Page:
3 Sun Safety Facts For Summer: New 2017 Sunscreen Guide Provides Help

We are mere weeks away from summer and I am loving the thought of spending fun, carefree days at the beach. The only part I remotely dread is when it’s time to apply sunscreen to my kids. They moan and groan the entire time and if you didn’t know better, you would think I was torturing them or asking them to do something truly horrible.

Since I will have to endure the drama-filled antics that go along with slathering sunscreen on the kids, I need to know that what I’m applying will provide the appropriate protection and help prevent skin cancer. That’s where the Environmental Working Group’s (EWG) newly released 2017 Guide to Sunscreens comes in—it will be my go-to encyclopedia on all things sunscreen once again this year.

The EWG, a nonprofit whose mission is to “empower people to live healthier lives in a healthier environment,” has been researching and reporting about sunscreens for 11 years. This year, EWG found that three-fourths of the 1,500 sun products examined rated poorly for skin protection or contained unsafe ingredients.

Can you imagine putting sunscreen on unhappy, complaining kids only to learn that the sunscreen isn’t particularly good at providing UV ray protection? Or even worse, it contains ingredients that might cause more harm?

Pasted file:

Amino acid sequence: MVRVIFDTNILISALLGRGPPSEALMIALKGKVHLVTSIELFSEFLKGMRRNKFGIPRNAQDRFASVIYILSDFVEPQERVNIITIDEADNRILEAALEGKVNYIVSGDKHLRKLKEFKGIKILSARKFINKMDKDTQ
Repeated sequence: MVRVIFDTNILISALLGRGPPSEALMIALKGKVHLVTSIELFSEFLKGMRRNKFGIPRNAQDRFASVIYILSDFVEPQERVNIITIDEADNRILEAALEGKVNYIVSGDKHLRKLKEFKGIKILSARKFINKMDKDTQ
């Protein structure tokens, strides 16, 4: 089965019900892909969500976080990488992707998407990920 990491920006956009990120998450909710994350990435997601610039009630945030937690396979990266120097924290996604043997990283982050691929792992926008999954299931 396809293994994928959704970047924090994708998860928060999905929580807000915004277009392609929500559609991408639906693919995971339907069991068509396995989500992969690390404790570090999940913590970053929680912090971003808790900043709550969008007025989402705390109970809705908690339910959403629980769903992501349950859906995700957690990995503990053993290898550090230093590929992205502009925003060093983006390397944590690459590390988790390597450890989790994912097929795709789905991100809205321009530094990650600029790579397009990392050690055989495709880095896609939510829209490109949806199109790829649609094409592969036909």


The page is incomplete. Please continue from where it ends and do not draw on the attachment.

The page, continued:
This guide will help make sure your efforts are not in vain and while you review specific products using the guide, it’s important to keep in mind these three tidbits:

  1. A large majority of sunscreens aren’t as good as the marketing of the product suggests. High SPF values can mislead people into a false sense of protection. All sunscreens eventually wear off despite the SPF and certainly despite the marketing jargon.
  2. I have seen many of the sunscreen brands that rated well at Target and they weren’t crazy expensive. These include Goddess Garden Organics, Bare Republic, Sun Bum, Alba Botanica, and Babyganics (my personal favorite because it’s tear free).
  3. Sprays are certainly easier for parents to use but they don’t provide consistent coverage and coating on skin. Again, why go through the motions of putting on sunscreen if you’re not confident it’s going to give you some protection?

My summer sunscreen battles with the kids will be a tad less painful knowing that the products I’m using have rated well in the EWG guide. It certainly would help if someone figured out how to make the products that rated well “fun and easy” to apply. Until then, if the sunscreen battles get the best of me, there’s always a fruity drink with an umbrella awaiting at the beach to help realign composure for the sunscreen reapplication thirty minutes later.

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